As a young girl, Kathryn Ashley-Wright moved with her mother Lisa Ashley from New York to Wisconsin where farm life became their life, and Kathryn learned to spin wool on her mother’s wheel. She learned to knit at Pleasant Ridge Waldorf School, and later as a student at the University of Wisconsin she studied rural sociology, and she bought three bred Merino ewes, who soon became ten sheep.
Fibers hold it all together. Now Kathryn Ashley-Wright is the proprietress of a yarn shop . She and her husband Keith Wright have two children and a small farm where they raise sheep and the cattle, horses, llamas, donkeys, dogs and cats that accompany the sheep. The warp and the weft form the fabric of our lives; we wend our way, try to avoid the tangles, and tie knots to keep things from unraveling.
Fiber history accompanies our human history on earth. We have been twisting and spinning fibers forever, and the fibers from both plant and animal create strong yarns and cords that really do hold everything together. The turning of the whorl suggests a profound connection to time, and activity with fiber arts provides a connection with the human stream of all who spin and have spun, all who weave, knit, felt and make things out of nature’s fibers.
Many people believe that a natural fiber yarn shop is essential to the health of a community, and when the yarn shop in Viroqua closed, knitters bemoaned their loss. Then Kathryn Ashley-Wright stepped up. In July 2007 she opened her shop Ewetopia, a sister venture to the sheep farm Ewetopia that she and her family operate in rural LaFarge.
Ewetopia is more than a yarn shop, carrying wool and cotton fibers in spun and unspun form, handmade fiber items that are sold on consignment, equipment for work in the fiber arts, and instruction books and patterns. Both Kathryn and her mother have original patterns on sale at Ewetopia, adding to the inventory of published instructions for the knitter. “Designing patterns is really fun,” Kathryn explained. “It keeps me busy and engaged, thinking of new things and new ways to do old things.”
Ewetopia is also a social center. Monday evenings, Friday mornings, and Tuesday afternoons, fiber crafters gather at Ewetopia on Viroqua’a Main Street. They bring their work, and sometimes their children,and around the large work table at the back of the shop people share expertise and inspiration as well as news and information, surrounded by bins of brightly colored wools and cottons. “The social groups fluctuate in size,” Kathryn commented, “and they seem to be growing. It’s what makes a yarn shop a yarn shop – a group of knitters at the back table.”
Kathryn and Lisa Ashley offer classes in knitting and needle felting, and the back table at Ewetopia sees so much activity that Kathryn is already planning expansion to a larger store able to host more inventory, more classes, and more room for the social gatherings.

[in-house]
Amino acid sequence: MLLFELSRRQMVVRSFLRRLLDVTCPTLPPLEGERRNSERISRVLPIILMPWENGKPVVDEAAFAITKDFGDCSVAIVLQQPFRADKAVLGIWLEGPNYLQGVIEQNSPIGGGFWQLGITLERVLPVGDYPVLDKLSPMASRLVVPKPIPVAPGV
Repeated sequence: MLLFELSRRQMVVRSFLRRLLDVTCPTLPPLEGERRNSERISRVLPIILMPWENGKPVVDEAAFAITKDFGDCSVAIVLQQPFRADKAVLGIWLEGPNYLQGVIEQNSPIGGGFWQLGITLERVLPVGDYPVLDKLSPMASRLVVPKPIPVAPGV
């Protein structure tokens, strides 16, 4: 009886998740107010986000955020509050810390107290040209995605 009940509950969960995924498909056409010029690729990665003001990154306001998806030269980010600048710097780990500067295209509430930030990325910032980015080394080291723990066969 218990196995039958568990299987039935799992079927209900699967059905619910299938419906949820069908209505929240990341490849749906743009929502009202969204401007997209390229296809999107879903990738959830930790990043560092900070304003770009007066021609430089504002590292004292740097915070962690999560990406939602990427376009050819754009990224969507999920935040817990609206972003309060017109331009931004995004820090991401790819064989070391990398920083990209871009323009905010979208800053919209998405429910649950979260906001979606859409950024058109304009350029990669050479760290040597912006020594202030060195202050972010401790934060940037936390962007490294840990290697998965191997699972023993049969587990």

Viroqua, a city of just over 4,000, is the county seat of Wisconsin’s Vernon County, the center of one of the nation’s major organic agriculture regions. Ewetopia Farm, where Kathryn and Keith keep about 55 sheep, is in rural LaFarge, and Keith works at Organic Valley, his day job, while Kathryn tends shop in Viroqua. On the rare day Kathryn can’t get to town, her grandmother helps out, and other fiber friends sometimes stop in to lend a hand.
Viroqua is within driving distance to three major midwest metropolitan regions- Chicago, Illinois, Milwaukee, Wisconsin, and the Twin Cities in Minnesota, and it is just down the road from LaCrosse, Wisconsin. Local customers are regulars at Ewetopia, and out of town customers get to be regulars, too. Many people plan travel to include an annual stop at Ewetopia, and it is not unusual to hear a customer leave the shop with a cheerful “see you next year!”
Kathryn supplies the shop with her own Ewetopia hand dyed wool, sheared from Ewetopia sheep and dyed in small lots. She has her wool processed into roving at a local mill, and she joins other small agricultural producers in offering customers a chance to participate in farming with membership in the Ewetopia CSA. Membership in this Community Supported Agriculture wool operation assures you a share of merino/leicester or pure bred border leicester roving or yarn at shearing time. Kathryn has found the CSA to be a powerful way to allow others to share in the pleasures of shepherding, and the farm limit of shares is often not enough to serve all who apply.
Kathryn also orders for her shop from the international fiber market, and she points with pleasure to the yarns she carries from Manos del Uruguay, a women’s cooperative in Uruguay. Manos del Uruguay sells fair trade hand dyed Corriedale/Merino yarn, a yarn inspiring in its social politics as well as its rich feel and colors.
Sometimes Kathryn travels in her business, taking her goods to conventions of the fiber community, fiber fairs that are entertaining family events as well as meeting places for vendors and the fiber artists who buy their materials.
“It’s huge,” Kathryn said.“I love going to the fairs. We bring hand dyed wool and our own patterns, and it’s a great boost. There are long waiting lists for the big established fairs. We do three big ones now, and I’m hoping to up it to five or six next year.” (Visit www.fiberfair.org for an international list of fiber fairs.)
Hands on is the best experience in fibers, but if you can’t get to town, visit Ewetopia online. You will probably find yourself inspired to drive to Viroqua, meet Kathryn, and explore in person the beautiful fibers at Ewetopia.